- Training Loop: For each epoch, the following steps are performed:
- The training dataset is divided into batches.
- For each batch, the forward pass is performed on each model to obtain the predicted probabilities for each class.
- The loss is computed using the cross-entropy loss function.
- The gradients are calculated and backpropagated through the models.
- The optimizer is used to update the model parameters based on the gradients.
- Validation: After each epoch, the models are evaluated on the validation dataset to monitor their performance. The accuracy, precision, recall, and F1-score are calculated for each fold.
- Model Ensemble: Once training is complete, the models from each fold are combined into an ensemble. The predictions of each model are averaged to obtain the final prediction for each image in the test dataset.
- Ensemble Evaluation: The performance of the ensemble is evaluated on the test dataset using accuracy, precision, recall, and F1-score.
The cross-entropy loss function is commonly used for multi-class classification tasks. Given a training example with true class label y and predicted class probabilities ŷ, the cross-entropy loss is calculated as follows:
L(y, ŷ) = - ∑ y_i * log(ŷ_i)
Where y_i is the true probability of the i-th class and ŷ_i is the predicted probability of the i-th class. The loss function penalizes incorrect predictions by assigning a higher loss value when the predicted probability deviates from the true probability.
Stochastic Gradient Descent (SGD) is a widely used optimization algorithm for training deep learning models. It updates the model parameters in the direction of steepest descent to minimize the loss function. The update equation for the model parameters using SGD can be expressed as:
θ(t+1) = θ(t) - α * ∇L(θ(t))
Where θ(t) represents the model parameters at time step t, α is the learning rate that determines the step size, and ∇L(θ(t)) denotes the gradient of the loss function with respect to the model parameters.
The model ensemble combines the predictions of multiple models to obtain a final prediction. In this case, the predictions from each fold’s models are averaged to create an ensemble prediction. The ensemble prediction is obtained by summing the predicted probabilities for each class from all the models and normalizing them by the total number of models.
ŷ_ensemble = (1 / N) * ∑ ŷ_fold_i
Where ŷ_ensemble represents the ensemble prediction, ŷ_fold_i denotes the predicted probability from the i-th fold’s model, and N is the total number of models in the ensemble.
- Accuracy: Accuracy measures the proportion of correctly classified images over the total number of images in the test dataset.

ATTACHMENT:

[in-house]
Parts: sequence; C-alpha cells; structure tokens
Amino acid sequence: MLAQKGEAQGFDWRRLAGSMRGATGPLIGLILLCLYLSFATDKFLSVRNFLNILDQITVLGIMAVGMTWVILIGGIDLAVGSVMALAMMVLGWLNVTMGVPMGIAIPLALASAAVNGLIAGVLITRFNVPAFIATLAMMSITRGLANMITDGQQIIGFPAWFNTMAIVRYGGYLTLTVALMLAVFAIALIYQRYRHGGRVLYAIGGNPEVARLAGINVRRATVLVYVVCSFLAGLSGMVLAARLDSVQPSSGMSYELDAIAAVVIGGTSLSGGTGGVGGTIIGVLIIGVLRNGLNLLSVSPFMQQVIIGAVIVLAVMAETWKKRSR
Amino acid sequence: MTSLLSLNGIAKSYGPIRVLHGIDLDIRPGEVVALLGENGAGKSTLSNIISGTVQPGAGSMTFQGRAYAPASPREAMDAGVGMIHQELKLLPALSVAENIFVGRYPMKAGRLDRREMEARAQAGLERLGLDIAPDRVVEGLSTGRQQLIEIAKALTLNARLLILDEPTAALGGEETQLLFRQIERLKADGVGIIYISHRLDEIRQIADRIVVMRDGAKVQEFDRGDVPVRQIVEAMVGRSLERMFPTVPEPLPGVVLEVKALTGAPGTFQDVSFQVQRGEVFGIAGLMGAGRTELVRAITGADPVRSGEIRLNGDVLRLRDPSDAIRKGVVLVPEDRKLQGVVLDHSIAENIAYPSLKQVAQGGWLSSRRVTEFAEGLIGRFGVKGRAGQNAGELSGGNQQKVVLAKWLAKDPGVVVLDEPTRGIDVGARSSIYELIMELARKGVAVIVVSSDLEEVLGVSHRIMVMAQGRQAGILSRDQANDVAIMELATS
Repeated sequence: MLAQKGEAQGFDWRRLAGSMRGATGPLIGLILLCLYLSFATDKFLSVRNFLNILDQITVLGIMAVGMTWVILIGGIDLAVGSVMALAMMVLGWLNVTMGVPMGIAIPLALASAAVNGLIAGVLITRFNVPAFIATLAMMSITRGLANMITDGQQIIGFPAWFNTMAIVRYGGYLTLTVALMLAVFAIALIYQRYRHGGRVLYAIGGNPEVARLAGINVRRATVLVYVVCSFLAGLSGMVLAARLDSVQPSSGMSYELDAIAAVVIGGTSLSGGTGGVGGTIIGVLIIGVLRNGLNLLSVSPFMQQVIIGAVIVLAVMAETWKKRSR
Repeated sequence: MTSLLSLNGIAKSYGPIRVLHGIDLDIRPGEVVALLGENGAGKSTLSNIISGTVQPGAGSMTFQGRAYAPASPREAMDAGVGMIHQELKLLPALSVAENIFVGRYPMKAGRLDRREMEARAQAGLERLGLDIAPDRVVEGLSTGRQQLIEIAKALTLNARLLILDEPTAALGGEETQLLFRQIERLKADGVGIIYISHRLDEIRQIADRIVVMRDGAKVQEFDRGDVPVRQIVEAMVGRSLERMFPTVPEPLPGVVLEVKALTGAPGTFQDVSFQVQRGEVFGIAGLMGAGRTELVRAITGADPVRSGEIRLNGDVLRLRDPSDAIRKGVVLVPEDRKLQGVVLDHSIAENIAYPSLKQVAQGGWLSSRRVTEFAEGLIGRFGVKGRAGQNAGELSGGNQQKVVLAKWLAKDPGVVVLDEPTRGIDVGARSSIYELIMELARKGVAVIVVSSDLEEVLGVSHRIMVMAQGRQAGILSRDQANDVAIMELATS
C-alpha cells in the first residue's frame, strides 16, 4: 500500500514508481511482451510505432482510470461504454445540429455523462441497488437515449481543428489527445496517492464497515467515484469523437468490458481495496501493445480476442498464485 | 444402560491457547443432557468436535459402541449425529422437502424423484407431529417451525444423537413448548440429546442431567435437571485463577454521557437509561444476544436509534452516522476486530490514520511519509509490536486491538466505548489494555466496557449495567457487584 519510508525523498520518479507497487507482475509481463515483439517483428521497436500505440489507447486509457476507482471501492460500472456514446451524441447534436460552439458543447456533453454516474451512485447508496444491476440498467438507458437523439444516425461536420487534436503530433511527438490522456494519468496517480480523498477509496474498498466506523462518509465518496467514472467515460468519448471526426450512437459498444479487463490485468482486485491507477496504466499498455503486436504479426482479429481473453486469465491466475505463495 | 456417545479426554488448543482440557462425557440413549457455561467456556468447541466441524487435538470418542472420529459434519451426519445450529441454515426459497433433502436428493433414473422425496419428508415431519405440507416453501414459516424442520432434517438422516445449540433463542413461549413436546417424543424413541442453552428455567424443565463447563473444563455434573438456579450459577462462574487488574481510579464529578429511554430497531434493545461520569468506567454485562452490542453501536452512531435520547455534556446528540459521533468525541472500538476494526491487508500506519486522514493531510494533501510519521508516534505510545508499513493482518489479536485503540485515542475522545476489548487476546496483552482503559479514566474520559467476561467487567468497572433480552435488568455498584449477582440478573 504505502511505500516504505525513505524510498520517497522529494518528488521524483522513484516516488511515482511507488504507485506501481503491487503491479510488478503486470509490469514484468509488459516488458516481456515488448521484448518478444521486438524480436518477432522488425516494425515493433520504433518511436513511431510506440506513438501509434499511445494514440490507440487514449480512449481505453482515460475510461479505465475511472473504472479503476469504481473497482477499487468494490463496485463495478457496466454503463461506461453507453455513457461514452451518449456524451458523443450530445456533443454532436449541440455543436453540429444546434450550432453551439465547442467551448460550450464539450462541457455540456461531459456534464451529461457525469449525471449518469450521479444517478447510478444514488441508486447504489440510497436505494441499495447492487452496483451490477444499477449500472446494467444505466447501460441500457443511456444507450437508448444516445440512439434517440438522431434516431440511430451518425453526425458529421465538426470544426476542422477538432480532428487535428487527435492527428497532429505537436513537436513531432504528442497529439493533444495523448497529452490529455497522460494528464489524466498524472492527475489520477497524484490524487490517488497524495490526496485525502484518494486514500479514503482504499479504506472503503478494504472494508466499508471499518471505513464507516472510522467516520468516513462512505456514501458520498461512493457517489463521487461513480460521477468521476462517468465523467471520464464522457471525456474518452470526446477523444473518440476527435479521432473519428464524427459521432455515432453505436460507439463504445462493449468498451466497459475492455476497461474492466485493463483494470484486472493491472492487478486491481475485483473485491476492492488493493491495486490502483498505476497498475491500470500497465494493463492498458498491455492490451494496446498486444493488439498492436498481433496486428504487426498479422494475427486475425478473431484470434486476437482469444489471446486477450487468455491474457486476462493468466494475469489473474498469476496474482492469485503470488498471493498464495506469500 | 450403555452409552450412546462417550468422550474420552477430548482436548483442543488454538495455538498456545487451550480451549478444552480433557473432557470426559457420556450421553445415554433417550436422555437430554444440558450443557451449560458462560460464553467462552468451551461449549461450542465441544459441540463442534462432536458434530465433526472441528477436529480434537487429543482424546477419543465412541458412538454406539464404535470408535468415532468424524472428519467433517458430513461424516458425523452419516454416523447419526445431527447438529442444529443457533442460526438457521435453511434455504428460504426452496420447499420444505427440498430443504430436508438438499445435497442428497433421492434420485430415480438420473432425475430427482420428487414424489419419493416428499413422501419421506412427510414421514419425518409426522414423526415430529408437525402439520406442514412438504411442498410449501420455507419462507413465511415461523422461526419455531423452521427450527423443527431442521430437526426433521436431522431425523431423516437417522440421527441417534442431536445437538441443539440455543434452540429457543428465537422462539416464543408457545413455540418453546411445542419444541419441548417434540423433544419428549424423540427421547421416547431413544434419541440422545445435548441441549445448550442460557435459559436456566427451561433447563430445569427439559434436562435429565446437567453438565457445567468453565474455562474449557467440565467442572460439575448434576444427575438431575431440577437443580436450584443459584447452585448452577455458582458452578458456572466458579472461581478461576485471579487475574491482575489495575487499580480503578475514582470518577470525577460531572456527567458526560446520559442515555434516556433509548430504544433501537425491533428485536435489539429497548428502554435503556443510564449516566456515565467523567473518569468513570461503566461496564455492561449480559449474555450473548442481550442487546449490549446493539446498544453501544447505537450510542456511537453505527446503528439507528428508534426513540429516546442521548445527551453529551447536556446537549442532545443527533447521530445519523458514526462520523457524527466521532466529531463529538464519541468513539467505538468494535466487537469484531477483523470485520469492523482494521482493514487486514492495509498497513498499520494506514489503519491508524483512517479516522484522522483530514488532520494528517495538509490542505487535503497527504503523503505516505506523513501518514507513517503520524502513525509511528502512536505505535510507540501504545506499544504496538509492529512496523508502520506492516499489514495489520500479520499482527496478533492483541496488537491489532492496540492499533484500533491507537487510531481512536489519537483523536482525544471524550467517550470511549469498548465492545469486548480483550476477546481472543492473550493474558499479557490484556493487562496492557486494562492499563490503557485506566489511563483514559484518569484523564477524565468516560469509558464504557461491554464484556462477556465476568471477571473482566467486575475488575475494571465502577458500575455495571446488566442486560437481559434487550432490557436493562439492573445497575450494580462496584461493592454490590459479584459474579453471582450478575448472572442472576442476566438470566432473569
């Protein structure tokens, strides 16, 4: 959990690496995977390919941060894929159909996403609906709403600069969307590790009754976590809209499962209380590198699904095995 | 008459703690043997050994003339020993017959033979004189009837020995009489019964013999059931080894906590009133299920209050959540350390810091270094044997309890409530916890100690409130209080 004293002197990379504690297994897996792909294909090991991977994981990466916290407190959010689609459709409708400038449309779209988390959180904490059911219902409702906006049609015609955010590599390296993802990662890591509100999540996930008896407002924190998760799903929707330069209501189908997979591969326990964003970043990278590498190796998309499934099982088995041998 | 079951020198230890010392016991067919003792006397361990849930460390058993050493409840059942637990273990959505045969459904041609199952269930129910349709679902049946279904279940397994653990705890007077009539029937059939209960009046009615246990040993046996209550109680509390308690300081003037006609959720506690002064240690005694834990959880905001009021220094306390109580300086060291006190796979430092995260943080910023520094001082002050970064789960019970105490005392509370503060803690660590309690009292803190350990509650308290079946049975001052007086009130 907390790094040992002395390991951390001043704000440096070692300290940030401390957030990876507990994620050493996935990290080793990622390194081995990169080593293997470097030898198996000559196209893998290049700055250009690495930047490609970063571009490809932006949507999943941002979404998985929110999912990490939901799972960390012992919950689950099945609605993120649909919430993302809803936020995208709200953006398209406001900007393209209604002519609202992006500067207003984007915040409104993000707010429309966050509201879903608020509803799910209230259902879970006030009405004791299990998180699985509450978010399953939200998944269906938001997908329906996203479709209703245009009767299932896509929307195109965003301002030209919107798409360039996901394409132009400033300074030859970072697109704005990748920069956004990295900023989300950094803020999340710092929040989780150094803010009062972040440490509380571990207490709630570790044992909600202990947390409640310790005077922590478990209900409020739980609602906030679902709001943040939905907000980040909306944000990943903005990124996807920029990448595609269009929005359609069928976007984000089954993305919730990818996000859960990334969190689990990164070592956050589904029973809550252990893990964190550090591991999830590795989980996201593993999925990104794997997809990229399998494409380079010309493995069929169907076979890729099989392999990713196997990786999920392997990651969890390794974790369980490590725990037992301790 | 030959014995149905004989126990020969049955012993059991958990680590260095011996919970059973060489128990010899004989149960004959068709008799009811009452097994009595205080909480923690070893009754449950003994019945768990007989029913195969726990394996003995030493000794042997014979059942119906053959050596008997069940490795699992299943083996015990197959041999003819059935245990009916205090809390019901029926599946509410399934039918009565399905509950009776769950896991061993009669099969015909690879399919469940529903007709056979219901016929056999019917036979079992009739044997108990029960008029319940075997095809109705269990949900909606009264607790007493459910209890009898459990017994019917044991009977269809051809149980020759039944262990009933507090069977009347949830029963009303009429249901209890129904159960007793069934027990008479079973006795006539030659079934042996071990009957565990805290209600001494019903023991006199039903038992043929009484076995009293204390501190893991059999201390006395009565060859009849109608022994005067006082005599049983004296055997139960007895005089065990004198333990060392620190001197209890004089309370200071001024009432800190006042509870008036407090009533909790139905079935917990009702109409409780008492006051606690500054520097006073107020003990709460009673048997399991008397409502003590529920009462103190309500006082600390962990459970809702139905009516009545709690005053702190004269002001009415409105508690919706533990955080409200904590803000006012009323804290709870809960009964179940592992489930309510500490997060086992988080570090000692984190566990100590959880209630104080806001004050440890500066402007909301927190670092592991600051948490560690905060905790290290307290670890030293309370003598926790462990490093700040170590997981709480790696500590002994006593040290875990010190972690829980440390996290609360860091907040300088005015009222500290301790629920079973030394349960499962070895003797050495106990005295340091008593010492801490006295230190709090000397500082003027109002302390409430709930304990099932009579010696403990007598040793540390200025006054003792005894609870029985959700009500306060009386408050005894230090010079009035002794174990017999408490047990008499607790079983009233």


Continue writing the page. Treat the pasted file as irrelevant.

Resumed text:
Accuracy = (TP + TN) / (TP + TN + FP + FN)
Where TP represents the number of true positive predictions, TN represents the number of true negative predictions, FP represents the number of false positive predictions, and FN represents the number of false negative predictions.
- Precision: Precision quantifies the proportion of correctly classified positive predictions (malignant and benign) out of all positive predictions.
Precision = TP / (TP + FP)
- Recall: Recall, also known as sensitivity or true positive rate, measures the proportion of correctly classified positive predictions out of all actual positive instances.
Recall = TP / (TP + FN)
- F1-score: The F1-score combines precision and recall into a single metric, providing a balanced evaluation of the model’s performance.
F1-score = 2 * (Precision * Recall) / (Precision + Recall)
These evaluation metrics provide a comprehensive assessment of the model’s classification performance, taking into account both true positives, true negatives, false positives, and false negatives.
The model ensemble’s performance is evaluated using standard metrics, including accuracy, precision, recall, and F1-score. These metrics provide insights into the model’s ability to correctly classify images into the three classes: benign, malignant, and unknown. The evaluation results are presented in a clear and concise manner, allowing for an easy interpretation of the model’s performance.
The advanced cancer classification repository contains code for a powerful ensemble model that combines the strengths of multiple pre-trained deep learning architectures for accurate classification of skin lesion images. The repository provides detailed information on the dataset, data preprocessing steps, model architectures, training process, and evaluation metrics. Researchers and practitioners can utilize this repository to develop and deploy sophisticated cancer classification systems for early detection and diagnosis, contributing to improved patient outcomes.